Here’s a little, there’s a little… I’m head down in a research project at the moment. I’ll share this weekend. For now, I have a round-up of (mostly) food related articles for my readers to peruse.
We have to eat; we like to eat; eating makes us feel good; it is more important than sex. To ensure genetic survival the sex urge need only be satisfied a few times in a lifetime; the hunger urge must be satisfied every day. It is also a profoundly social urge. Food is almost always shared; people eat together; mealtimes are events when the whole family or settlement or village comes together. Food is also an occasion for sharing, for distributing and giving, for the expression of altruism, whether from parents to children, children to in-laws, or anyone to visitors and strangers. Food is the most important thing a mother gives a child; it is the substance of her own body, and in most parts of the world mother’s milk is still the only safe food for infants.
Thus food becomes not just a symbol of, but the reality of, love and security. All animals eat, but we are the only animal that cooks. So cooking becomes more than a necessity, it is the symbol of our humanity, what marks us off from the rest of nature. And because eating is almost always a group event (as opposed to sex), food becomes a focus of symbolic activity about sociality and our place in our society. The body needs fuel. But this need could be served by a rough diet of small game, roots, and berries, as it was for several million years. Or, even more extreme, pills could be synthesized to give us all we need (except bulk). But our “tastes” have never been governed solely by nutrition. Modern nutritionists chanted the litany of the “four food types” (vegetables, grains, dairy products, meats) from which we were supposed to take more or less equal amounts daily. But dairy and domestic meat fats are now considered harmful, and a new “food pyramid” – equally misleading – is being touted.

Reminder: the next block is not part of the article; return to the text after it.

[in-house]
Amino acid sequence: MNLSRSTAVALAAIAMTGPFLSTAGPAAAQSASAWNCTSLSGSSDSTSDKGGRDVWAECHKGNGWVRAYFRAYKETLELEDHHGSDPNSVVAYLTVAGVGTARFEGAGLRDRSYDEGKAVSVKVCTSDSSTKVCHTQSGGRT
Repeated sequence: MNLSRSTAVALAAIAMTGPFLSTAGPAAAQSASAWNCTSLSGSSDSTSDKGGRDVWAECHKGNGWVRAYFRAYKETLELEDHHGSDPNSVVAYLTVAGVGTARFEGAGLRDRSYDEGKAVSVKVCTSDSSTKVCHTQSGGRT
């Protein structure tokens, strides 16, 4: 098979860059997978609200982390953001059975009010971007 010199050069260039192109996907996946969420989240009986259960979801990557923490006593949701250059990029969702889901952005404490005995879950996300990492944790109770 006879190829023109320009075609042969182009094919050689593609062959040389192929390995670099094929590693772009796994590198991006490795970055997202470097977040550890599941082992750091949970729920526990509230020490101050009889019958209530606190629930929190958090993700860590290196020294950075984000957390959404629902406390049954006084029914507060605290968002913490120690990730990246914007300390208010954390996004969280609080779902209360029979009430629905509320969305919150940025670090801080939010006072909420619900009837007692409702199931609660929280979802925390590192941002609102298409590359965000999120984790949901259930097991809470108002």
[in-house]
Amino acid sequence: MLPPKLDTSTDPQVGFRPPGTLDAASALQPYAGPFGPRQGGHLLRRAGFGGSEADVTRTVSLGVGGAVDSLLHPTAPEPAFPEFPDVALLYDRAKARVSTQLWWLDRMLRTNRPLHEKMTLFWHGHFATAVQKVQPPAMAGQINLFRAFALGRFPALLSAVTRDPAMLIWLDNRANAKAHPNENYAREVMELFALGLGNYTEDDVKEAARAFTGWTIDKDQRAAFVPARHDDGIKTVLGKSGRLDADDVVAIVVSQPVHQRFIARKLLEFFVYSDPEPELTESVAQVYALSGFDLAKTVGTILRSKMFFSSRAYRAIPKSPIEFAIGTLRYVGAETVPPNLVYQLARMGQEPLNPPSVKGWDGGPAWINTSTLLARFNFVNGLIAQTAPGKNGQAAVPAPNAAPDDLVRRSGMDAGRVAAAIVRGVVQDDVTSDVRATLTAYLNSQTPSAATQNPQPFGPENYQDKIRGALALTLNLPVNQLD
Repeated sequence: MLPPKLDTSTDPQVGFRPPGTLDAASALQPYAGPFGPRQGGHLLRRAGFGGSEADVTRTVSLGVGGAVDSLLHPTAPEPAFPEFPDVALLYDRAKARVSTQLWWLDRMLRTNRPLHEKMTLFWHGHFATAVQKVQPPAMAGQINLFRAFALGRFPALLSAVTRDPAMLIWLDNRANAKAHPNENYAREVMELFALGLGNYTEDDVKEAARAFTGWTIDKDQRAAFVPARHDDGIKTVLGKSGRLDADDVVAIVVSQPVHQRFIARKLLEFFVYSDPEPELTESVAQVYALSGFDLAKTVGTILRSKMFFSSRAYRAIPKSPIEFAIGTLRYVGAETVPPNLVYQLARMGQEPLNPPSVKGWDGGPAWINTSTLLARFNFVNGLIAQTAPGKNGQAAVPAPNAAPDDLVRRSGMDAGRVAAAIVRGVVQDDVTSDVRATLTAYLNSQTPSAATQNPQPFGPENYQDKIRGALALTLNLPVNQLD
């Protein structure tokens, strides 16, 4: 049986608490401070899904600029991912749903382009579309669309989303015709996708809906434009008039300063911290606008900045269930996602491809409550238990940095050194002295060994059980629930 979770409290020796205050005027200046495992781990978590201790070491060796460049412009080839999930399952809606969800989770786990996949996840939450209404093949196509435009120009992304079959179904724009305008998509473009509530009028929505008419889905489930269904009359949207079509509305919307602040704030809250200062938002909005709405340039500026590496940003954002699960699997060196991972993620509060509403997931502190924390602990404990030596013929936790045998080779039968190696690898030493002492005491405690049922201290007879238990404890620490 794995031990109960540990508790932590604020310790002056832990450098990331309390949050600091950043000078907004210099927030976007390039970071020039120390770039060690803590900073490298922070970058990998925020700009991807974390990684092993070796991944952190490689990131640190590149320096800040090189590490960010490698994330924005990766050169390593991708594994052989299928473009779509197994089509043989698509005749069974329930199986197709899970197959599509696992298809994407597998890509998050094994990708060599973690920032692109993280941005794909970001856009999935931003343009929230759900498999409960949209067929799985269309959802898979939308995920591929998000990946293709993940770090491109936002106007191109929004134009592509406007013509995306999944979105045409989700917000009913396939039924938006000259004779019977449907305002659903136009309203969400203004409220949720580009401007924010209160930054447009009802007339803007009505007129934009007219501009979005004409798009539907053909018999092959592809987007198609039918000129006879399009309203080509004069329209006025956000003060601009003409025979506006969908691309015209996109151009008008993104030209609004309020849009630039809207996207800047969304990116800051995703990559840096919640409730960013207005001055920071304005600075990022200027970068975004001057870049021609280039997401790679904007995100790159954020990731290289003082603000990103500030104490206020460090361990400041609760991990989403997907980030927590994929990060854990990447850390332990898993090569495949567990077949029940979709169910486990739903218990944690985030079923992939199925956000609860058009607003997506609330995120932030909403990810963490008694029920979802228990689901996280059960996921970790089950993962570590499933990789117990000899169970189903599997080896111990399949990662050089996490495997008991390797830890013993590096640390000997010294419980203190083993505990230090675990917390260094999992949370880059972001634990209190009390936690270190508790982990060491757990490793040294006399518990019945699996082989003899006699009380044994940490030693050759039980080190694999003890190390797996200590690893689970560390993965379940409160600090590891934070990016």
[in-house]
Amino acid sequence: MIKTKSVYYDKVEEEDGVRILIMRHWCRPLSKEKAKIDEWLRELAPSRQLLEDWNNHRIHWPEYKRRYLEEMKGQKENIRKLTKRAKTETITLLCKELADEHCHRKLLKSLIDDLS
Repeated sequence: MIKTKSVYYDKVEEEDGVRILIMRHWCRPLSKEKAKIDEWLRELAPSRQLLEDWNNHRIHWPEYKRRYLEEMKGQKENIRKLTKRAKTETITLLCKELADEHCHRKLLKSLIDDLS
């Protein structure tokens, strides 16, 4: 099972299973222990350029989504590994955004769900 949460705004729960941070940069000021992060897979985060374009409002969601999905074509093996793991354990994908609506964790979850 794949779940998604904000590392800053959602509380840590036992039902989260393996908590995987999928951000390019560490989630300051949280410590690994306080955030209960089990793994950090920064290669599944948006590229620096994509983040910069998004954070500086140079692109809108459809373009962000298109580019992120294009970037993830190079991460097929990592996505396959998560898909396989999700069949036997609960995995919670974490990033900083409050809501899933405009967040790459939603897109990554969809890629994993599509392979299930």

I shared a recipe and a book in my weekly Eat This While you Read That! feature at the Otherwhere Gazette. Tasty dish, and easy to put together.
We (societally, not me in particular, I know better) insist that our chickens and other meat animals be free-ranged, not cooped up in pens too small for them, which we see as cruel. But on the other hand, we refuse to allow our children the freedom to spread their wings and learn to fly in small, safe ways. Amanda Green addresses this very well at her blog today.
I look at what is happening in Maryland and think how my parents, and so many others, would have been reported to CPS over and over again. Hell, I’d probably have ended up in state custody because my parents let me “free-range”. Oh, don’t get me wrong. They taught me how to take care of myself. They always knew where I was going, what routes I would be taking and I always had to check in. But they gave me the independence to roam the neighborhood. It wasn’t uncommon in the summer for me to leave the house first thing in the morning and not come home until dinner.
That freedom taught me a sense of independence and responsibility. I may be warped in my own way but it isn’t because my parents let me walk to school or ride my bike to the other side of the neighborhood — or further.
XKCD is one of my favorite regular webcomics. One of the things I enjoy doing is hovering my mouse over the image, and getting the little hidden message. Today’s made me laugh out loud. Talk about a surprise!